S99 OXIDATIVE STRESS INDUCES EPITHELIAL TO MESENCHYMAL TRANSITION IN HUMAN LUNG EPITHELIAL CELLS THROUGH TRANSFORMING GROWTH FACTOR BETA AND INTEGRIN BETA6-DEPENDENT MECHANISM
MR Gorowiec, LA Borthwick, ML Pekalski, J Lordan, PA Corris, C Ward, JA Kirby, GC Saretzki, AJ Fisher. Institute of Cellular Medicine, Newcastle University, Newcastle upon Tyne, UK
Introduction: Increased oxidative stress has been associated with chronic fibrotic lung diseases such as idiopathic pulmonary fibrosis and posttransplant obliterative bronchiolitis. We have previously shown that oxidative stress can induce epithelial to mesenchymal transition (EMT) in lung epithelial cells in vitro. The mechanism linking oxidative stress to lung remodelling and excessive connective tissue deposition seen in these conditions is unclear. We hypothesised that oxidative stress may drive EMT by upregulating activity of the key growth factor, transforming growth factor beta (TGF-β) in stressed lung epithelia.
Methods: Lung epithelial cells (A549) and primary human bronchial epithelial cells (PBEC) were exposed to 400 μmol and 200 μmol hydrogen peroxide, respectively, for 1 h. TGF-β mRNA levels were determined using real-time PCR with GAPDH as endogenous control. The presence of active TGF-β on cell surface and supernatants was assessed using TGF-β bioassay (Tesseur et al. 2006) and TGF-β signalling was inhibited using TGF-β neutralising antibodies, inhibitor of type I receptor (SB-505124) and a Smad3 phosphorylation inhibitor (SIS3). The ability of cells to present TGF-β was determined by beta-6 integrin messenger RNA expression.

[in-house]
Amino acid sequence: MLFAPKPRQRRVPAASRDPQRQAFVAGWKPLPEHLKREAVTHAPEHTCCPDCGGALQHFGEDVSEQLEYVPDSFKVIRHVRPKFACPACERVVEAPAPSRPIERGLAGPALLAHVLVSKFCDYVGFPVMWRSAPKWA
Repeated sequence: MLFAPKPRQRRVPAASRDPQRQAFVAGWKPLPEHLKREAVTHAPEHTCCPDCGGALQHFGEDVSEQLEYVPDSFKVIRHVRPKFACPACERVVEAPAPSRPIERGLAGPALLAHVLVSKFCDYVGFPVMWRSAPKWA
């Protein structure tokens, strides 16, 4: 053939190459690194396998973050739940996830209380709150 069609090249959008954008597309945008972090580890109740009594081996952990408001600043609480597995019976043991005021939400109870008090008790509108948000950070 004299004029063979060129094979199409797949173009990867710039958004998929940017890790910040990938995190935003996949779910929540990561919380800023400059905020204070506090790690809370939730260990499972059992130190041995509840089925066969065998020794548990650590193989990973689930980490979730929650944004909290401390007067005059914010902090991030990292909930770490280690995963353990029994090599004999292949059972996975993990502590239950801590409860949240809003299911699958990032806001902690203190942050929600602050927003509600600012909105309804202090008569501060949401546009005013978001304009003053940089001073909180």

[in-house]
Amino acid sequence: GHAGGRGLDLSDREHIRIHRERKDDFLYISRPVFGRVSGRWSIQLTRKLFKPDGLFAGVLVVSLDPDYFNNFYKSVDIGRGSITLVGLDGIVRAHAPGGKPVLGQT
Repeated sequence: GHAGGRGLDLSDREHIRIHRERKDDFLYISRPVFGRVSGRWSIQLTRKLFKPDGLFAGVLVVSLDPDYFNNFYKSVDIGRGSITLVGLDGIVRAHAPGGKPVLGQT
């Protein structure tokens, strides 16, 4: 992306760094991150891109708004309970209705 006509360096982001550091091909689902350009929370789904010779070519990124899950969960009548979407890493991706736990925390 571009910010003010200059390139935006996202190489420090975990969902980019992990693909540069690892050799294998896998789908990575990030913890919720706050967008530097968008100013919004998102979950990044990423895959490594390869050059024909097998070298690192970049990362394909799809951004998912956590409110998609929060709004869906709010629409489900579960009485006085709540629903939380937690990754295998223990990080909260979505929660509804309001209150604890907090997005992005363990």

Results: The 1 h oxidative insult markedly upregulated TGF-β mRNA in A549 cells after 24 h (twofold change compared with untreated control). TGF-β bioassay showed cell surface expression of active TGF-β significantly increased (twofold change, p<0.005) peaking at day 7 posttreatment but no active TGF-β was detected in cell supernatants. These findings suggested a beta-6 integrin-dependent mechanism of TGF-β activation, which was supported by real-time PCR showing twofold upregulation of beta-6 (p<0.05) starting 96 h after oxidative insult. To demonstrate that TGF-β was driving EMT in H2O2 treated cells, three inhibitors of TGF-β signalling were used. Western blot analysis and confocal microscopy confirmed that blocking TGF-β activity with antibodies and signalling via receptor blockade and SMAD inhibition significantly (p<0.05) prevents cells from undergoing EMT. Our data using PBEC support these findings and suggest a similar mechanism could drive fibrosis in the airway.